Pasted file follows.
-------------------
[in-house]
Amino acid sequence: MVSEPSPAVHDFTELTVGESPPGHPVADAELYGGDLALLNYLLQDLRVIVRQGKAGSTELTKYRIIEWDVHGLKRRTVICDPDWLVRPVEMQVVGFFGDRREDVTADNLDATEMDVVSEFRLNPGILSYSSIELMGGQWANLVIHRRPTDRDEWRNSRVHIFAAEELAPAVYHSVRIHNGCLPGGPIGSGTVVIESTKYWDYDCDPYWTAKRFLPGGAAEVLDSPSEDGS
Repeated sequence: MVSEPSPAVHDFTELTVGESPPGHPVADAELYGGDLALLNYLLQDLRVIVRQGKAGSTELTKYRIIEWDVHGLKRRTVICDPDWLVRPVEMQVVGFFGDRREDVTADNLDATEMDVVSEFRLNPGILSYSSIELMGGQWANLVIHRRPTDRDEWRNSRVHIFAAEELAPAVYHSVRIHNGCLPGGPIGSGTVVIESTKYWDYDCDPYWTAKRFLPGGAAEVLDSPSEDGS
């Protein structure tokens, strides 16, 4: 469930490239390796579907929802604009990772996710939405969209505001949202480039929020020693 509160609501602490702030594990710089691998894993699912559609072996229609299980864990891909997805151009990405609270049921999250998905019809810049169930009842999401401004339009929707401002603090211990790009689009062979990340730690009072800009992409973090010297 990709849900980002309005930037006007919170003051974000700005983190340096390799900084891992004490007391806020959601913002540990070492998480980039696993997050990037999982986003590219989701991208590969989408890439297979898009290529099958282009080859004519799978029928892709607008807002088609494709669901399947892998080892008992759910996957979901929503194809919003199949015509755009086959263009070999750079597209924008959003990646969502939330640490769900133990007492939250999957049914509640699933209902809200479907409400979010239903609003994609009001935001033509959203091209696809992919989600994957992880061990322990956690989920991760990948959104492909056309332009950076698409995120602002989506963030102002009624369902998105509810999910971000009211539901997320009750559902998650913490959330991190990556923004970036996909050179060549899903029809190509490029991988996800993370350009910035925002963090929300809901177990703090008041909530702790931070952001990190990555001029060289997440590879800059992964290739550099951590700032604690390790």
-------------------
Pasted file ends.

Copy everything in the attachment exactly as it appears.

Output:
[in-house]
Amino acid sequence: MVSEPSPAVHDFTELTVGESPPGHPVADAELYGGDLALLNYLLQDLRVIVRQGKAGSTELTKYRIIEWDVHGLKRRTVICDPDWLVRPVEMQVVGFFGDRREDVTADNLDATEMDVVSEFRLNPGILSYSSIELMGGQWANLVIHRRPTDRDEWRNSRVHIFAAEELAPAVYHSVRIHNGCLPGGPIGSGTVVIESTKYWDYDCDPYWTAKRFLPGGAAEVLDSPSEDGS
Repeated sequence: MVSEPSPAVHDFTELTVGESPPGHPVADAELYGGDLALLNYLLQDLRVIVRQGKAGSTELTKYRIIEWDVHGLKRRTVICDPDWLVRPVEMQVVGFFGDRREDVTADNLDATEMDVVSEFRLNPGILSYSSIELMGGQWANLVIHRRPTDRDEWRNSRVHIFAAEELAPAVYHSVRIHNGCLPGGPIGSGTVVIESTKYWDYDCDPYWTAKRFLPGGAAEVLDSPSEDGS
């Protein structure tokens, strides 16, 4: 469930490239390796579907929802604009990772996710939405969209505001949202480039929020020693 509160609501602490702030594990710089691998894993699912559609072996229609299980864990891909997805151009990405609270049921999250998905019809810049169930009842999401401004339009929707401002603090211990790009689009062979990340730690009072800009992409973090010297 990709849900980002309005930037006007919170003051974000700005983190340096390799900084891992004490007391806020959601913002540990070492998480980039696993997050990037999982986003590219989701991208590969989408890439297979898009290529099958282009080859004519799978029928892709607008807002088609494709669901399947892998080892008992759910996957979901929503194809919003199949015509755009086959263009070999750079597209924008959003990646969502939330640490769900133990007492939250999957049914509640699933209902809200479907409400979010239903609003994609009001935001033509959203091209696809992919989600994957992880061990322990956690989920991760990948959104492909056309332009950076698409995120602002989506963030102002009624369902998105509810999910971000009211539901997320009750559902998650913490959330991190990556923004970036996909050179060549899903029809190509490029991988996800993370350009910035925002963090929300809901177990703090008041909530702790931070952001990190990555001029060289997440590879800059992964290739550099951590700032604690390790």